BioPassword LogOn identifies users by their typing patterns
In simpler times, death and taxes may have been the only certainties in life, but today's information technology managers might add computer security threats to the list.
With security issues here to stay, one of the current challenges facing vendors is how to provide effective security while limiting intrusiveness and maintaining ease of use.
Biometrics — identifying users by their physical or behavioral characteristics — has emerged as a viable security option for both computer and physical access. When choosing a biometric authentication method, IT managers must weigh four factors: accuracy, cost, ease of use and perceived intrusiveness. Some high-security environments might warrant a system that is costly and somewhat cumbersome, but in other cases, an agency might want to add protection without installing extra hardware or spending a lot of money.
Net Nanny Software International Inc. has developed a unique biometric product perfectly suited to the latter situation. BioPassword LogOn for Windows NT is client/server software that blends seamlessly with Microsoft Corp. Windows NT networks, requires no extra hardware and is quite affordable.
BioPassword LogOn uses keystroke dynamics — a measurement of the rhythm and speed of a person's typing — to confirm a user's identity. It uses behavioral biometric data rather than physiological biometric data, which is a reading of static traits such as an iris or fingerprint patterns.
Behavioral biometrics are generally not as accurate as physiological biometrics, but they are still a viable means of security, especially when combined with other methods.
Installing BioPassword Log-On couldn't be easier. Both the server and client modules are installed from the same CD-ROM and even use the same wizard-guided setup file. We completed the installation on our server and one client in less than 10 minutes.
To enroll, a user types his or her user name and password 10 to 20 times. The system default is 15 times, which is what we used.
After completing the one-time enrollment process, a user simply logs in as usual. Behind the scenes, BioPassword LogOn compares the typing rhythm to the user's stored biometric template. If the templates match, access is granted.
BioPassword LogOn security levels can be individually set for each registered user. The default is level three, which we found to work well. If the level is set too low, the system accepts anyone, and if it's set too high, it can reject legitimate users.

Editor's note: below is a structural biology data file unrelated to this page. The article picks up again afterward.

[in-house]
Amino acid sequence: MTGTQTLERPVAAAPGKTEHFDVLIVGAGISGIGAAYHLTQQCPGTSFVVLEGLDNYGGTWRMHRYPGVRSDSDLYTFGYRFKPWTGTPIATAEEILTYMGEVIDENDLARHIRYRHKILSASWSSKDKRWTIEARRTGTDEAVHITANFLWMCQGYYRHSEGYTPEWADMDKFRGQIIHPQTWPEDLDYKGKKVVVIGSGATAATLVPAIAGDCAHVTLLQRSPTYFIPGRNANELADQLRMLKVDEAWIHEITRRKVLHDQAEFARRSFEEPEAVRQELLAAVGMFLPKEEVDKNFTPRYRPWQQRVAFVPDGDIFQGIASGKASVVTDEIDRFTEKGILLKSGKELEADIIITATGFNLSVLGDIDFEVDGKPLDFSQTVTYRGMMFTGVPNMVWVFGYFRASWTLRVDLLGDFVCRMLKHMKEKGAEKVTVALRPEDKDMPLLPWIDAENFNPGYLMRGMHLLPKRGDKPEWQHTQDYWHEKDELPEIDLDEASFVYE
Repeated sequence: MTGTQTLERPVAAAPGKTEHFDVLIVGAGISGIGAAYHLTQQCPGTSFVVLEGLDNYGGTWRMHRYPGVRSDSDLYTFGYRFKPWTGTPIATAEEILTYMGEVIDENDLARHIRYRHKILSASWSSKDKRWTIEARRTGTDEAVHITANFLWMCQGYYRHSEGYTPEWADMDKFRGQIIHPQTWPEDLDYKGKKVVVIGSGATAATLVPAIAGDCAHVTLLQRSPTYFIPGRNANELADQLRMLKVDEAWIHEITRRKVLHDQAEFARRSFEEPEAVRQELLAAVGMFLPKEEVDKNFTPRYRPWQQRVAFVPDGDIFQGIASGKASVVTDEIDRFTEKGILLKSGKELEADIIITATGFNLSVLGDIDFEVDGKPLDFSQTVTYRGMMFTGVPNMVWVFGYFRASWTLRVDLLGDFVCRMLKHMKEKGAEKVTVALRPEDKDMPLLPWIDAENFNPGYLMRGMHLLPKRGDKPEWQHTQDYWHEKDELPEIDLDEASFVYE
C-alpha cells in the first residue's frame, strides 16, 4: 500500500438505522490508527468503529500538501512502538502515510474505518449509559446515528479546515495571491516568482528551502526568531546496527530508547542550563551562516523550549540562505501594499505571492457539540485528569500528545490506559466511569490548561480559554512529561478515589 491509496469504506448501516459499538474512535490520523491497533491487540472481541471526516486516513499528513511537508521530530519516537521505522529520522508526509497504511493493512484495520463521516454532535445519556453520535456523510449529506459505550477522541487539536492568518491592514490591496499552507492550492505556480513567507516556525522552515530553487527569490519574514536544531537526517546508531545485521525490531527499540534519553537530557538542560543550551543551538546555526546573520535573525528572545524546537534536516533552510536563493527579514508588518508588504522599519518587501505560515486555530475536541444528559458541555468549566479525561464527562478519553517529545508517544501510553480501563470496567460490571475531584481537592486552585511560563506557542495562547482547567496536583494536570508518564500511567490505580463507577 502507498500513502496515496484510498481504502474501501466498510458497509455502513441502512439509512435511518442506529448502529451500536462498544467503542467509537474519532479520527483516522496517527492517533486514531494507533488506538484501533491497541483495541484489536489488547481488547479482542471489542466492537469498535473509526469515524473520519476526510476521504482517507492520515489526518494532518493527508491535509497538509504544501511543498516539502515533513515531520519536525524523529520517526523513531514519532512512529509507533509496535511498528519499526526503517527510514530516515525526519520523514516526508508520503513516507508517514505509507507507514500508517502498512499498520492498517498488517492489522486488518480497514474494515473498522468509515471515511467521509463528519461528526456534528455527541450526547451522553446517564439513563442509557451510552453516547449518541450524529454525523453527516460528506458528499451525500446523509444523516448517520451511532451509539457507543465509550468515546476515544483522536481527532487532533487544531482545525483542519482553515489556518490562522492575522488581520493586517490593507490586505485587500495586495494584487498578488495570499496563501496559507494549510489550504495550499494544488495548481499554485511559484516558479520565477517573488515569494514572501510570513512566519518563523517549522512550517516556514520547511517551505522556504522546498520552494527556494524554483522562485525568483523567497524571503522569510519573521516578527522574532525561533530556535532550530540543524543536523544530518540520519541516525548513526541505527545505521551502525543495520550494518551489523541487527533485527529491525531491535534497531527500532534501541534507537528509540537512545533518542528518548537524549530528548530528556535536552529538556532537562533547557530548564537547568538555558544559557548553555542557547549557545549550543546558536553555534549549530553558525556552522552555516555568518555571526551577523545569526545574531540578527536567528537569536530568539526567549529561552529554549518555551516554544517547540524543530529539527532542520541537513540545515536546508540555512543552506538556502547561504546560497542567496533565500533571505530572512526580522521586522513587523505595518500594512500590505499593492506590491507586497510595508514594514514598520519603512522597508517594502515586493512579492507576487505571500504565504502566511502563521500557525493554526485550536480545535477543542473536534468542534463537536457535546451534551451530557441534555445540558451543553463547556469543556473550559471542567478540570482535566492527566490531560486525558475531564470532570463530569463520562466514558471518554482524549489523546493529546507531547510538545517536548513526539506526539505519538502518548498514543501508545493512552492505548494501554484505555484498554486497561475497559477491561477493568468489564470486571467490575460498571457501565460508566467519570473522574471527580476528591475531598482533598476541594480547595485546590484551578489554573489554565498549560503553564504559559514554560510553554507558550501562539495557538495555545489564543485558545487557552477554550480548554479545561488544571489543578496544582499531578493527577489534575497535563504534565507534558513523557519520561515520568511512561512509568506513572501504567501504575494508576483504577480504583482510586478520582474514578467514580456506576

Net Nanny recommends eight- character user names and passwords for optimal security, and our testing proved this to be sound advice. In one case, we were able to foil the system even with a seven- character user name and password, with the user set to security level five. However, keep in mind that an imposter would first have to know the user's password for this to happen.
Using the BioPassword Utility on the server, admin-istrators can disable the program on individual work-stations when a user is unable to type normally for any reason, such as a hand injury. Users must still log in with the correct user name and password so the workstation remains protected.
BioPassword LogOn is an effective extra layer of network security. Its standout qualities are superb convenience and low cost. If administrators follow the guidelines for character length and security level, false acceptance should not be a concern. Also, the product is not designed to be the only, security on a network — all systems are still password-protected. With BioPassword, systems are even harder to crack because it would take more than simply stealing a password. Another person's keystroke dynamics are virtually impossible to imitate.
Network running Windows NT 4.0, Service Pack 5 or higher. Server: 5.1M of disk space. Client: 0.8M of disk space. All systems: at least 133 MHz Pentium II processor and 64M of RAM.
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